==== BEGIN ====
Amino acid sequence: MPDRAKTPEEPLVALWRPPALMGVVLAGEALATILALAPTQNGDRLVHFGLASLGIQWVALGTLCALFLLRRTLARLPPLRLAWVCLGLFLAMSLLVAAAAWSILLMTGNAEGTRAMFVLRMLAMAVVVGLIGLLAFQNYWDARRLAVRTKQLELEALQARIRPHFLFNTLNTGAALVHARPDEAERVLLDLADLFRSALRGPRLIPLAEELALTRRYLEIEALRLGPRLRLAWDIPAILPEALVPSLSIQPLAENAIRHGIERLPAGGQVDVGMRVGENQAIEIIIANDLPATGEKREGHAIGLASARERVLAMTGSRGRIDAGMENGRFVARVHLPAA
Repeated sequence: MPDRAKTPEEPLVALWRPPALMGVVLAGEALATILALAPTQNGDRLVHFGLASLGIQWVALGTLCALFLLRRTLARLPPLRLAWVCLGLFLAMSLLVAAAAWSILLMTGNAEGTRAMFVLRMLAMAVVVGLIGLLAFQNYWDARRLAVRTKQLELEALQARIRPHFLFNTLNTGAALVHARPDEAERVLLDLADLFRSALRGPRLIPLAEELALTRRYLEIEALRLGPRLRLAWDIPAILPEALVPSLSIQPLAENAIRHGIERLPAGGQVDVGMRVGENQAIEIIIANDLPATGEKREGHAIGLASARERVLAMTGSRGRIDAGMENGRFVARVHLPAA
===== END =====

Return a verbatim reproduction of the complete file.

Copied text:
Amino acid sequence: MPDRAKTPEEPLVALWRPPALMGVVLAGEALATILALAPTQNGDRLVHFGLASLGIQWVALGTLCALFLLRRTLARLPPLRLAWVCLGLFLAMSLLVAAAAWSILLMTGNAEGTRAMFVLRMLAMAVVVGLIGLLAFQNYWDARRLAVRTKQLELEALQARIRPHFLFNTLNTGAALVHARPDEAERVLLDLADLFRSALRGPRLIPLAEELALTRRYLEIEALRLGPRLRLAWDIPAILPEALVPSLSIQPLAENAIRHGIERLPAGGQVDVGMRVGENQAIEIIIANDLPATGEKREGHAIGLASARERVLAMTGSRGRIDAGMENGRFVARVHLPAA
Repeated sequence: MPDRAKTPEEPLVALWRPPALMGVVLAGEALATILALAPTQNGDRLVHFGLASLGIQWVALGTLCALFLLRRTLARLPPLRLAWVCLGLFLAMSLLVAAAAWSILLMTGNAEGTRAMFVLRMLAMAVVVGLIGLLAFQNYWDARRLAVRTKQLELEALQARIRPHFLFNTLNTGAALVHARPDEAERVLLDLADLFRSALRGPRLIPLAEELALTRRYLEIEALRLGPRLRLAWDIPAILPEALVPSLSIQPLAENAIRHGIERLPAGGQVDVGMRVGENQAIEIIIANDLPATGEKREGHAIGLASARERVLAMTGSRGRIDAGMENGRFVARVHLPAA